Monday, June 04, 2007

Kristof reporting from the Chinese-Korean border: many things in a small place

Krugman is the better thinker and arguably the better writer, but Kristof is the better journalist. He deserves to sit at the table with those nameless Africa correspondents who occasionally illuminate the undeserving pages of The Economist. In the midst of a visit to China with his Chinese-born wife, he takes a side-trip to the North Korean border. There he reveals many aspects of a complex situation, here's one excerpt:
Escape From North Korea - New York Times

... China has also increased its punishments for its own citizens who are caught helping North Koreans. The penalty used to be a fine, but now it is jail for a year or two — or for a decade or more if someone smuggles escapees to South Korea.

“Now most Chinese don’t dare help the Koreans,” said one local official who secretly protects a safe house full of North Koreans — and who even stood guard outside as I interviewed them. “But I feel so badly for them. They’re just wretched.”

With the help of incredibly courageous conductors on the modern Underground Railroad, I visited four shelters that together house dozens of North Koreans, and residents of a fifth shelter were brought to my vehicle so that I could talk to them safely. My entire visit was conducted under very tight security to make sure I did not lead police to the safe houses.

The North Koreans I talked to described a society that is increasingly corrupt and disillusioned. One said that even with the latest crackdown, a $400 bribe to guards will win a prisoner’s immediate release. Another estimated that up to 20 percent of North Koreans in her area are disaffected enough that they listen illegally to Chinese broadcasts.

Chinese and South Korean missionaries are also beginning to evangelize secretly in North Korea, a sign of weakening government control. One Chinese Christian I talked to had made four trips into North Korea to evangelize. “If I’d been caught, I don’t think I would have been executed,” she said, “but it wouldn’t have been good.”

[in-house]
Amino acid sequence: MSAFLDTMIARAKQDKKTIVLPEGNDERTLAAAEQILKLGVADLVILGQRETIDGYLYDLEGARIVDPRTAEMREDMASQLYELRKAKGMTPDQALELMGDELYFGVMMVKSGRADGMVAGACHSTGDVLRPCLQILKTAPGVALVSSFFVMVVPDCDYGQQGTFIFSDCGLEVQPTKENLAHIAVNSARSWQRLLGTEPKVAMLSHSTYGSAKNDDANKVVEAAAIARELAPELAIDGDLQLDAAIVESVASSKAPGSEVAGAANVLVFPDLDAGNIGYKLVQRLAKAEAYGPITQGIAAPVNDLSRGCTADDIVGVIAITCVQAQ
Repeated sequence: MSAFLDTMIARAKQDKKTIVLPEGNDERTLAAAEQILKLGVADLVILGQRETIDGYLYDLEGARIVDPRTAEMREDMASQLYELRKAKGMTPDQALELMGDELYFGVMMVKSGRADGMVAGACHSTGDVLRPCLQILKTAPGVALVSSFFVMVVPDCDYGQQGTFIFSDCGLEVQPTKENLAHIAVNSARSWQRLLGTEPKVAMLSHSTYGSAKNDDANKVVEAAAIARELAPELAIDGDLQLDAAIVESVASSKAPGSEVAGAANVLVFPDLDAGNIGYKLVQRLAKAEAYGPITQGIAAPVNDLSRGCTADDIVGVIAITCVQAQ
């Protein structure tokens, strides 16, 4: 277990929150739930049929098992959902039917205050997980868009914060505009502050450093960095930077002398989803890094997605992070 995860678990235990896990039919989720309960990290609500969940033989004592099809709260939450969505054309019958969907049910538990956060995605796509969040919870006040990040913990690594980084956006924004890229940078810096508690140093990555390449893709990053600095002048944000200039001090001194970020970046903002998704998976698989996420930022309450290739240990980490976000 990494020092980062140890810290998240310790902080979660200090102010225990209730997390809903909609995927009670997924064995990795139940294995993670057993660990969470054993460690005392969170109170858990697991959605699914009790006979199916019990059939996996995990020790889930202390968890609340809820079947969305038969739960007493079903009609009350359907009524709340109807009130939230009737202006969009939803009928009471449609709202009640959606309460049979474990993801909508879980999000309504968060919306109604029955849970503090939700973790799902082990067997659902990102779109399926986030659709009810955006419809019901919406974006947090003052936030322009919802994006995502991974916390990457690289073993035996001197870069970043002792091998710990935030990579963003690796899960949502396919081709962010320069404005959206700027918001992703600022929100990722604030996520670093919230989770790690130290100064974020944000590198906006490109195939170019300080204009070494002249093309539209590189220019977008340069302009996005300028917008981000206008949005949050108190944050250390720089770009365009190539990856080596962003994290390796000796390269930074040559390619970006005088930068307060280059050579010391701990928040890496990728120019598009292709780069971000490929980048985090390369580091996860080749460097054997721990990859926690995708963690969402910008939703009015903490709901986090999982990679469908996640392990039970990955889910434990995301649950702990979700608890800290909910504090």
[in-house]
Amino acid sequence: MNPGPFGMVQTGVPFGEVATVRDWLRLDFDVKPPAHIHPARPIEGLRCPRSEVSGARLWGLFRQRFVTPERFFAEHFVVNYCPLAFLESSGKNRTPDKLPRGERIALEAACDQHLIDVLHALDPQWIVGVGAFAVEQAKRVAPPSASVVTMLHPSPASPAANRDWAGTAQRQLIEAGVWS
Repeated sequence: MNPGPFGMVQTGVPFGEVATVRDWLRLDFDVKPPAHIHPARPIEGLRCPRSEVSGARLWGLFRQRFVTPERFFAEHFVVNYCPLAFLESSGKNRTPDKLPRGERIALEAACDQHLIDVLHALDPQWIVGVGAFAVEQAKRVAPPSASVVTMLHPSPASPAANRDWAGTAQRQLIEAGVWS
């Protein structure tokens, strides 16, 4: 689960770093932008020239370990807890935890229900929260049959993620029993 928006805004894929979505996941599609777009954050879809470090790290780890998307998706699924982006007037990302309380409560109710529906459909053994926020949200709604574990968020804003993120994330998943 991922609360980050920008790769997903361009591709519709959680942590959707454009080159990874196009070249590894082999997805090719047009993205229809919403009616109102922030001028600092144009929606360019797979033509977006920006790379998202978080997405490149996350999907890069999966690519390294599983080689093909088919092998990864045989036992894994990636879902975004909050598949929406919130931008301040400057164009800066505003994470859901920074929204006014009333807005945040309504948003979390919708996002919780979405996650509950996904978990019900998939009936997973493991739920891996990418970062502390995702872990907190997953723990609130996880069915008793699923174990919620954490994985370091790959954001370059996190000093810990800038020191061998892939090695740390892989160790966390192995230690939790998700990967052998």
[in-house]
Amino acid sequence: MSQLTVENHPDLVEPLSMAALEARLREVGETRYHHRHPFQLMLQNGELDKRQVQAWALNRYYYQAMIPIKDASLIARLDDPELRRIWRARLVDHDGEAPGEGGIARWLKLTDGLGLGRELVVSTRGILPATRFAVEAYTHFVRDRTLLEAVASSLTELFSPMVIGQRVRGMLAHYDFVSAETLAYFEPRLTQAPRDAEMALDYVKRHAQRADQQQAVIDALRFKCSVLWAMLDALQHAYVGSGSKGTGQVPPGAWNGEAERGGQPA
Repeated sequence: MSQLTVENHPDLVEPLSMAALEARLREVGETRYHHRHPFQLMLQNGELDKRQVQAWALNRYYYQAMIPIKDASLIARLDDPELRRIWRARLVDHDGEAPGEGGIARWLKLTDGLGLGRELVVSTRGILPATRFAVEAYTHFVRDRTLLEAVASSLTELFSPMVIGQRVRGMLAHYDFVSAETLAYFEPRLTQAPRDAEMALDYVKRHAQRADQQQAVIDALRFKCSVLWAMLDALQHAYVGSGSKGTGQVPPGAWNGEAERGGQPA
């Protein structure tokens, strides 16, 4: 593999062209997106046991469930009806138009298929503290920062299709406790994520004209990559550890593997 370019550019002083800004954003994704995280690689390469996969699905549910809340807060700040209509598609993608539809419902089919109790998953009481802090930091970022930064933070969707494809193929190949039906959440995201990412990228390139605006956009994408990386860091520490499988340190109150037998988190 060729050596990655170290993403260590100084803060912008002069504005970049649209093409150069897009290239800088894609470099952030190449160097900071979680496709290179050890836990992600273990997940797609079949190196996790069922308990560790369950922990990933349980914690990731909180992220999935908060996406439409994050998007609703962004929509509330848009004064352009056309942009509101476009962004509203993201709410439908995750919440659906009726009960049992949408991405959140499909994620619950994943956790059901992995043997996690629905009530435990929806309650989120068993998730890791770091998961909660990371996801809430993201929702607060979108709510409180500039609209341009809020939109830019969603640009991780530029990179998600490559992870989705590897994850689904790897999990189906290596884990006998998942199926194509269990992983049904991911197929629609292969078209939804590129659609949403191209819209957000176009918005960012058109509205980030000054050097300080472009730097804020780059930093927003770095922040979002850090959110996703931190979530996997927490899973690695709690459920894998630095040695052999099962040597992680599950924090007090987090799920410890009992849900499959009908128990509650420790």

All the same, none of these North Koreans thought an uprising was imminent. Indeed, a surprising number of them are so steeped in propaganda that they still insist that “Dear Leader” Kim Jong-il is a good man. “The problem is with lower officials, not with Kim Jong-il himself,” claimed one man who has arranged for smugglers to bring his entire family out to freedom in China. (For more on the North Koreans, go to my blog,

... Those three children are modern reminders of the terrors of Anne Frank. They fear with every footstep outside their door that China will arrest them and send them back to their national torture chamber...
The Anne Frank connection is arguably valid in this case. I was struck by the role of Christian (protestant) evangelism, the persistence of the "Dear Leader" mythos (shades of those who blame our governments fiascos on everyone but Bush), the inevitable* heroic figure guarding the safe house and, of course, the persistent misery of North Korea.

It will be interesting to see if Kristof is able to get a visa next time he tries to visit China.

I suppose I'll have to start reading his blog now.

* I use "inevitable" in an exasperated rather than disparaging way. It's the persistent recurrence of these heroic types, apparently thrown up by some odd mixture of genes and environment, that make it so difficult to retire humanity and try dolphins instead.

Update: Kristof's blog discussion has some superb comments and adds much more background information and complexity. That reminds me, on the way to work I heard a brief NPR snippet on a book bemoaning the destruction of the media "pillars" of society by "amateur culture". That was enough of the "pillars" for me, I hit the "source" button on my car "radio" and switched to an In Our Time podcast.

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